Jitters about availability are pushing prices higher even though the region has depended on imports for some time
European vinyl acetate monomer (VAM) spot prices have increased rapidly as the effects of recent plant closures have started to become apparent.
INEOS Enterprises closed its 300,000 tonne/year plant in Hull, the UK, in October, while Celanese closed its 200,000 tonne/year facility in Tarragona, Spain, at the end of 2013. These plants represented about half of Europe’s total VAM production capacity.
In addition, sources attributed a recent lack of supply to planned turnarounds at US plants and production problems at Sipchem’s plant in Saudi Arabia in January.
Both the US and Middle East rebenefit from lower raw material costs than Europe.
US sources said there are at least three plant turnarounds coming in the next few monthsLyondellBasell starting a 50-day planned maintenance on 30 March and Dow beginning one in April.
Officials close to Celanese said that the producer’s Clear Lake VAM plant will go down at some point in the second quarter for maintenance.
Most European buyers initially showed little concern at the Hull and Tarragona plant closures, explaining that they did not anticipate any difficulty in finding alternative suppliers.
Europe has long been structurally dependent on VAM imports, and consumers said they did not expect the increased dependence on imports to reduce availability.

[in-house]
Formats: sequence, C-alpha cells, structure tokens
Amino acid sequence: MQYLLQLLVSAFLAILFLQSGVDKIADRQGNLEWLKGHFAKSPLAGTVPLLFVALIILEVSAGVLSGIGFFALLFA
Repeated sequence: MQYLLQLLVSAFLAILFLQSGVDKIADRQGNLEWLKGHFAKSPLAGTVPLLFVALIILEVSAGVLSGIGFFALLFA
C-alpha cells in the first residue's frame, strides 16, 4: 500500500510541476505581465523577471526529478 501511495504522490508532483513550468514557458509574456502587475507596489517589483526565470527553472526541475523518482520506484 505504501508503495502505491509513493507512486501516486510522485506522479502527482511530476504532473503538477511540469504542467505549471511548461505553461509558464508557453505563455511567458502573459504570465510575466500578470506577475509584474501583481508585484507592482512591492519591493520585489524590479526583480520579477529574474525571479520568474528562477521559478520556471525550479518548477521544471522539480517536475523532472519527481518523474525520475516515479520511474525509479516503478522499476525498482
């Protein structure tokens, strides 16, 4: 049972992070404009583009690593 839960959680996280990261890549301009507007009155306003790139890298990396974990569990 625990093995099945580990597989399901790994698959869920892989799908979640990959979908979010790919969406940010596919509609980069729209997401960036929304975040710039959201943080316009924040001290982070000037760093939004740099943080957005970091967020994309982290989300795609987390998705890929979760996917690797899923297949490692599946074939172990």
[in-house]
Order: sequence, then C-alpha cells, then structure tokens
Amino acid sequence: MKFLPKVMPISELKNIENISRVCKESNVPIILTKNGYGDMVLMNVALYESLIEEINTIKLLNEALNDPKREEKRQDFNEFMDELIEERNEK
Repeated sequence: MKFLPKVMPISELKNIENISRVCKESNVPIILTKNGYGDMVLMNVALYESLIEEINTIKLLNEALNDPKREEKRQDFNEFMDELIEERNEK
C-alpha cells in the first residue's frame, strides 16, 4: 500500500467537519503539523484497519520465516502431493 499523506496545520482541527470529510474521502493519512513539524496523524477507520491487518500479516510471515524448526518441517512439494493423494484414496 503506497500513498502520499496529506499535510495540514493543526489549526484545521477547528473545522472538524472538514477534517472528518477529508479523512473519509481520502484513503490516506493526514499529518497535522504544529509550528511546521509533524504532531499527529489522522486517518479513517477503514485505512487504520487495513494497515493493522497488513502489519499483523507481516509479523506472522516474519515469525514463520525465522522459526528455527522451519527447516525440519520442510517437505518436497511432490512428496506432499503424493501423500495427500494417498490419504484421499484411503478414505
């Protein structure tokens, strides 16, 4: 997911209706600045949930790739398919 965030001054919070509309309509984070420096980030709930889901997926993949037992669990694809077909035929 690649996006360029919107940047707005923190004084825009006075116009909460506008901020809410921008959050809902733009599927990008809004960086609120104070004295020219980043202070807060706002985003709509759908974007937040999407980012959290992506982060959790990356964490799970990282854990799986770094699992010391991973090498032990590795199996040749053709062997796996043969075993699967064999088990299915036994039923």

Producers said even with all plants operating at normal rates, European requirements could not be met without Asian imports, which would incur greater logistical costs that would have to be passed onto buyers.
Dairen Chemical Corporation began commercial production at its 350,000 tonne/year VAM plant on Jurong Island, Singapore, in May 2013, and counts Europe among its target export markets.
Import statistics released by European statistics agency Eurostat in February showed that VAM imports into the EU reached 49,862 tonnes in December – by far the highest monthly total for 2013 - compared with 17,854 tonnes in December 2012.
US VAM production rose to 875.76m lbs (397,170 tonnes) in the fourth quarter of 2013, up nearly 20% from the same period in 2013, according to data from American Fuel & Petrochemical Manufacturers (AFPM). The quarterly gain reflected a sizable increase in exports to Europe.
There has traditionally been some correlation between European ethylene and VAM prices, as ethylene is an important feedstock for VAM, and prices are typically more volatile than those of acetic acid, its principal feedstock.
However, the €40/tonne fall in the February ethylene contract price had no noticeable impact on prices in February, reflecting the diminishing importance of European cost structures in the market.
US VAM prices assessed on a FOB (free on board) basis have increased by roughly $180/tonne, or about 18%, so far this year on a combination of strong demand, tighter supply and higher feedstock costs.
A southeast Asia-based producer was heard to have sold a 10,000 tonne VAM cargo last week for loading in March at $1,280-1,300/tonne CFR (cost and freight) Europe.
There appears to be no immediate prospect of relief for European buyers: Celanese has announced that it will increase its list and off-list European VAM prices by €70/tonne with effect from 1 March.
Additional reporting by Lane Kelley